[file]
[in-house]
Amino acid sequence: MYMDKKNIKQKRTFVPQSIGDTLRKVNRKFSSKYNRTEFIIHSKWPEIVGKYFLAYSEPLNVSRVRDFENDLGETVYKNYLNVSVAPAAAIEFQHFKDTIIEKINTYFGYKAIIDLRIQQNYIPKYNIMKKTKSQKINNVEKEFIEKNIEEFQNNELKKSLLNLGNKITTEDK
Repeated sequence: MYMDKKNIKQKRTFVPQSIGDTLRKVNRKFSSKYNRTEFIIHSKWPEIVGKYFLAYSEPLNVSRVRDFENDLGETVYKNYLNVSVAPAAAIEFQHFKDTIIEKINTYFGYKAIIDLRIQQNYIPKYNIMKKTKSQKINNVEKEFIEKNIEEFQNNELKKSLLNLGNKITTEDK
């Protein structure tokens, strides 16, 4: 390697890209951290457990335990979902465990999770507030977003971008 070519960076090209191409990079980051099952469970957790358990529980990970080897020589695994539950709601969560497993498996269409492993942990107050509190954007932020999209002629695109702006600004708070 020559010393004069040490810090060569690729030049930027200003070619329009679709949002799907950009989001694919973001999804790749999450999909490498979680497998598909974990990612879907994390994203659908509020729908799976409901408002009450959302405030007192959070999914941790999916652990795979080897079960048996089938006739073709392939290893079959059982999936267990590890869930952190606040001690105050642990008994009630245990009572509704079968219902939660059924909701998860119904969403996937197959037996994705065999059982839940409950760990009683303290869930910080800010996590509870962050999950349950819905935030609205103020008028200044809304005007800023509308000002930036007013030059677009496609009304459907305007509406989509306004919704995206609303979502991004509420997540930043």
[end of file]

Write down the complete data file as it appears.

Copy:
[in-house]
Amino acid sequence: MYMDKKNIKQKRTFVPQSIGDTLRKVNRKFSSKYNRTEFIIHSKWPEIVGKYFLAYSEPLNVSRVRDFENDLGETVYKNYLNVSVAPAAAIEFQHFKDTIIEKINTYFGYKAIIDLRIQQNYIPKYNIMKKTKSQKINNVEKEFIEKNIEEFQNNELKKSLLNLGNKITTEDK
Repeated sequence: MYMDKKNIKQKRTFVPQSIGDTLRKVNRKFSSKYNRTEFIIHSKWPEIVGKYFLAYSEPLNVSRVRDFENDLGETVYKNYLNVSVAPAAAIEFQHFKDTIIEKINTYFGYKAIIDLRIQQNYIPKYNIMKKTKSQKINNVEKEFIEKNIEEFQNNELKKSLLNLGNKITTEDK
């Protein structure tokens, strides 16, 4: 390697890209951290457990335990979902465990999770507030977003971008 070519960076090209191409990079980051099952469970957790358990529980990970080897020589695994539950709601969560497993498996269409492993942990107050509190954007932020999209002629695109702006600004708070 020559010393004069040490810090060569690729030049930027200003070619329009679709949002799907950009989001694919973001999804790749999450999909490498979680497998598909974990990612879907994390994203659908509020729908799976409901408002009450959302405030007192959070999914941790999916652990795979080897079960048996089938006739073709392939290893079959059982999936267990590890869930952190606040001690105050642990008994009630245990009572509704079968219902939660059924909701998860119904969403996937197959037996994705065999059982839940409950760990009683303290869930910080800010996590509870962050999950349950819905935030609205103020008028200044809304005007800023509308000002930036007013030059677009496609009304459907305007509406989509306004919704995206609303979502991004509420997540930043």